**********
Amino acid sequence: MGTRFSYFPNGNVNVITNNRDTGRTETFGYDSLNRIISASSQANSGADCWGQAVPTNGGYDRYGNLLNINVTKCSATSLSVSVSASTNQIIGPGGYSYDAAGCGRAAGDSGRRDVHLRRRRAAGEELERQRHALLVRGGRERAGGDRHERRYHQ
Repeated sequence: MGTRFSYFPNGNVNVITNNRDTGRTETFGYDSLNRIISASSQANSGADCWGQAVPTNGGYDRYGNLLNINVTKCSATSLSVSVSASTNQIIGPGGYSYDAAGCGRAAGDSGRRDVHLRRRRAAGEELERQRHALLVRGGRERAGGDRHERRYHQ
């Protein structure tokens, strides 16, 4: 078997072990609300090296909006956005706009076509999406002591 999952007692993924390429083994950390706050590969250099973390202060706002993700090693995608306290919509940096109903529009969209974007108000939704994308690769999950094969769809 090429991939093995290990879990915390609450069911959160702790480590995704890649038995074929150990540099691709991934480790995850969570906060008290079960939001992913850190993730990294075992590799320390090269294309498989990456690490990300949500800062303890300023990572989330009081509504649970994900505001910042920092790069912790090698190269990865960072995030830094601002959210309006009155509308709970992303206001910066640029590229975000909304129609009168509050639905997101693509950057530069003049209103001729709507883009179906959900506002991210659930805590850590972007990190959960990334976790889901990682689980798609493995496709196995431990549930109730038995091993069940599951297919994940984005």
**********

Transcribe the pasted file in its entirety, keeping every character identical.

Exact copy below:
Amino acid sequence: MGTRFSYFPNGNVNVITNNRDTGRTETFGYDSLNRIISASSQANSGADCWGQAVPTNGGYDRYGNLLNINVTKCSATSLSVSVSASTNQIIGPGGYSYDAAGCGRAAGDSGRRDVHLRRRRAAGEELERQRHALLVRGGRERAGGDRHERRYHQ
Repeated sequence: MGTRFSYFPNGNVNVITNNRDTGRTETFGYDSLNRIISASSQANSGADCWGQAVPTNGGYDRYGNLLNINVTKCSATSLSVSVSASTNQIIGPGGYSYDAAGCGRAAGDSGRRDVHLRRRRAAGEELERQRHALLVRGGRERAGGDRHERRYHQ
């Protein structure tokens, strides 16, 4: 078997072990609300090296909006956005706009076509999406002591 999952007692993924390429083994950390706050590969250099973390202060706002993700090693995608306290919509940096109903529009969209974007108000939704994308690769999950094969769809 090429991939093995290990879990915390609450069911959160702790480590995704890649038995074929150990540099691709991934480790995850969570906060008290079960939001992913850190993730990294075992590799320390090269294309498989990456690490990300949500800062303890300023990572989330009081509504649970994900505001910042920092790069912790090698190269990865960072995030830094601002959210309006009155509308709970992303206001910066640029590229975000909304129609009168509050639905997101693509950057530069003049209103001729709507883009179906959900506002991210659930805590850590972007990190959960990334976790889901990682689980798609493995496709196995431990549930109730038995091993069940599951297919994940984005």